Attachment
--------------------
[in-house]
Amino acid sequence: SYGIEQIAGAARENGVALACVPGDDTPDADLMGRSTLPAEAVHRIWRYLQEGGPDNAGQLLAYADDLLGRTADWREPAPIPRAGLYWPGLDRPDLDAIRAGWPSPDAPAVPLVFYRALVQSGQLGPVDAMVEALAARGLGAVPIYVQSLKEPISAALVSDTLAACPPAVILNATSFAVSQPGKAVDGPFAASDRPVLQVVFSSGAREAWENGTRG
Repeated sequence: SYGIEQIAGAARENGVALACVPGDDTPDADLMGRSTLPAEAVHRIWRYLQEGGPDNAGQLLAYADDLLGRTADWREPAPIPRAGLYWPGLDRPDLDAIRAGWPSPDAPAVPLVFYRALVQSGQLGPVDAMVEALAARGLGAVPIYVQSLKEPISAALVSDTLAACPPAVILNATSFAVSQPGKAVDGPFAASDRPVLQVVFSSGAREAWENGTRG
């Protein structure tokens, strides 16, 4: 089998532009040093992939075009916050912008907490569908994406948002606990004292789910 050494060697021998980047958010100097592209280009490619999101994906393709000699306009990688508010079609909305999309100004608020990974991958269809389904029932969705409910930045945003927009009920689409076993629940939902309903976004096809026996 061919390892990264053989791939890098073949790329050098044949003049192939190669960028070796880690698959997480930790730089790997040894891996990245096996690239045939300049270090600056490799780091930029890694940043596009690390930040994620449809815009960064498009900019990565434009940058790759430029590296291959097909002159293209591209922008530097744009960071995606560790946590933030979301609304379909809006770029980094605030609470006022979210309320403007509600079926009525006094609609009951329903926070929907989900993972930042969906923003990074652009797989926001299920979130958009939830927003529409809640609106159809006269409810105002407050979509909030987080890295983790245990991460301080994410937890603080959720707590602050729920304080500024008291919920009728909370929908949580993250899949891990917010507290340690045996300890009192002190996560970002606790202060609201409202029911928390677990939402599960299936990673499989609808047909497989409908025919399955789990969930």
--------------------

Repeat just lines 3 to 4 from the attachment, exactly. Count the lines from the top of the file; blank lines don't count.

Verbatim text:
Repeated sequence: SYGIEQIAGAARENGVALACVPGDDTPDADLMGRSTLPAEAVHRIWRYLQEGGPDNAGQLLAYADDLLGRTADWREPAPIPRAGLYWPGLDRPDLDAIRAGWPSPDAPAVPLVFYRALVQSGQLGPVDAMVEALAARGLGAVPIYVQSLKEPISAALVSDTLAACPPAVILNATSFAVSQPGKAVDGPFAASDRPVLQVVFSSGAREAWENGTRG
């Protein structure tokens, strides 16, 4: 089998532009040093992939075009916050912008907490569908994406948002606990004292789910 050494060697021998980047958010100097592209280009490619999101994906393709000699306009990688508010079609909305999309100004608020990974991958269809389904029932969705409910930045945003927009009920689409076993629940939902309903976004096809026996 061919390892990264053989791939890098073949790329050098044949003049192939190669960028070796880690698959997480930790730089790997040894891996990245096996690239045939300049270090600056490799780091930029890694940043596009690390930040994620449809815009960064498009900019990565434009940058790759430029590296291959097909002159293209591209922008530097744009960071995606560790946590933030979301609304379909809006770029980094605030609470006022979210309320403007509600079926009525006094609609009951329903926070929907989900993972930042969906923003990074652009797989926001299920979130958009939830927003529409809640609106159809006269409810105002407050979509909030987080890295983790245990991460301080994410937890603080959720707590602050729920304080500024008291919920009728909370929908949580993250899949891990917010507290340690045996300890009192002190996560970002606790202060609201409202029911928390677990939402599960299936990673499989609808047909497989409908025919399955789990969930």